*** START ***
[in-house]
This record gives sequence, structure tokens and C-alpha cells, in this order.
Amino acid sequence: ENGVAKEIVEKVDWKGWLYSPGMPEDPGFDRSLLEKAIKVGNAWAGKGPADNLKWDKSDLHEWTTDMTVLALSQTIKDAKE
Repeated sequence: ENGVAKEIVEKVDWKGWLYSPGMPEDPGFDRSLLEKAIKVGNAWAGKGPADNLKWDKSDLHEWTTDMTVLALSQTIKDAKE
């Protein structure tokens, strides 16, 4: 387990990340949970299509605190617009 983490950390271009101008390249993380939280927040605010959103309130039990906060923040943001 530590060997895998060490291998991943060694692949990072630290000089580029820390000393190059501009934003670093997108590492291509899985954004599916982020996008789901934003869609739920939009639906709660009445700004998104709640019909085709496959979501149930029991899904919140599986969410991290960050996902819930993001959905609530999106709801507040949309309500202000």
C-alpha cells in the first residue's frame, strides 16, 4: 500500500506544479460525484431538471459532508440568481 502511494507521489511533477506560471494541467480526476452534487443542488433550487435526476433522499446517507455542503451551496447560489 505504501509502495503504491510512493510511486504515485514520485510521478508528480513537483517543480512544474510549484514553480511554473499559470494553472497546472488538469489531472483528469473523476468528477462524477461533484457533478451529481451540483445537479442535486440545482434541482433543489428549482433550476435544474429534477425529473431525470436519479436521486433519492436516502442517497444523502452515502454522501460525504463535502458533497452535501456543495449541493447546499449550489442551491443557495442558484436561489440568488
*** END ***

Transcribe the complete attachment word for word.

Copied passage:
[in-house]
This record gives sequence, structure tokens and C-alpha cells, in this order.
Amino acid sequence: ENGVAKEIVEKVDWKGWLYSPGMPEDPGFDRSLLEKAIKVGNAWAGKGPADNLKWDKSDLHEWTTDMTVLALSQTIKDAKE
Repeated sequence: ENGVAKEIVEKVDWKGWLYSPGMPEDPGFDRSLLEKAIKVGNAWAGKGPADNLKWDKSDLHEWTTDMTVLALSQTIKDAKE
């Protein structure tokens, strides 16, 4: 387990990340949970299509605190617009 983490950390271009101008390249993380939280927040605010959103309130039990906060923040943001 530590060997895998060490291998991943060694692949990072630290000089580029820390000393190059501009934003670093997108590492291509899985954004599916982020996008789901934003869609739920939009639906709660009445700004998104709640019909085709496959979501149930029991899904919140599986969410991290960050996902819930993001959905609530999106709801507040949309309500202000």
C-alpha cells in the first residue's frame, strides 16, 4: 500500500506544479460525484431538471459532508440568481 502511494507521489511533477506560471494541467480526476452534487443542488433550487435526476433522499446517507455542503451551496447560489 505504501509502495503504491510512493510511486504515485514520485510521478508528480513537483517543480512544474510549484514553480511554473499559470494553472497546472488538469489531472483528469473523476468528477462524477461533484457533478451529481451540483445537479442535486440545482434541482433543489428549482433550476435544474429534477425529473431525470436519479436521486433519492436516502442517497444523502452515502454522501460525504463535502458533497452535501456543495449541493447546499449550489442551491443557495442558484436561489440568488